8 doctors weighed in:

What is the reason behind sudden swelling of the eyelid?

8 doctors weighed in
Dr. Theodore Wu
Ophthalmology
5 doctors agree

In brief: Swollen eyelid

Another cause could be preseptal cellulitis, whereby an small infection, such as a stye, starts to spread throughout the eyelid.
This needs to be treated right away wtih oral antibiotics, since this infection may spread into the orbit and brain. See your local ophthalmologist immediately if you suspect this cause!

In brief: Swollen eyelid

Another cause could be preseptal cellulitis, whereby an small infection, such as a stye, starts to spread throughout the eyelid.
This needs to be treated right away wtih oral antibiotics, since this infection may spread into the orbit and brain. See your local ophthalmologist immediately if you suspect this cause!
Dr. Theodore Wu
Dr. Theodore Wu
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1 comment
Dr. Steven Machtinger
Cellulitis is certainly a possibility with sudden swelling of the eyelid. Its usually associated with redness, warmth to the touch, & fever. Cellulitis around the eye is a medical emergency. If you fear that you have this see your primary care physician or emergency room doctor. They may be able to see you sooner than an opthalmologist.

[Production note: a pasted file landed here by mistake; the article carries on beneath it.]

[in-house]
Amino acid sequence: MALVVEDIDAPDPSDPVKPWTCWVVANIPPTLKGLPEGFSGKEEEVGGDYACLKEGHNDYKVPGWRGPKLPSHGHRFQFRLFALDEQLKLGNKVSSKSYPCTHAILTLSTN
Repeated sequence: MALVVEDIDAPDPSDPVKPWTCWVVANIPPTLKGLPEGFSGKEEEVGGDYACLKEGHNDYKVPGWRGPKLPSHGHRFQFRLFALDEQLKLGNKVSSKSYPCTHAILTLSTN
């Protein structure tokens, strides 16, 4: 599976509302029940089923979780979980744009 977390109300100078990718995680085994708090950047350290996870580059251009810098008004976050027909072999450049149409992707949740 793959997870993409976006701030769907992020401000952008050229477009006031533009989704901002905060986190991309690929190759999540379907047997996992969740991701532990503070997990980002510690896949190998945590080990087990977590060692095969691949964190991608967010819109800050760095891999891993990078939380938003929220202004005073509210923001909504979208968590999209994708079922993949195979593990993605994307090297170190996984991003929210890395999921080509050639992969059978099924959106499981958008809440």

Dr. Steven Machtinger
Internal Medicine - Allergy & Immunology
3 doctors agree

In brief: Angioedema or a bite

Could be infection, insect bite or sting.
Eyelid swelling is also often due to angioedema, probably best explained as a hive of the eyelids. When hives affect the eyelids, lips, hands & feet the swelling is often deeper, more generalized, & can hurt rather than itch. This is called angioedema. The cause is usually an allergy. Common triggers are foods, medications, bee stings, and animal danders.

In brief: Angioedema or a bite

Could be infection, insect bite or sting.
Eyelid swelling is also often due to angioedema, probably best explained as a hive of the eyelids. When hives affect the eyelids, lips, hands & feet the swelling is often deeper, more generalized, & can hurt rather than itch. This is called angioedema. The cause is usually an allergy. Common triggers are foods, medications, bee stings, and animal danders.
Dr. Steven Machtinger
Dr. Steven Machtinger
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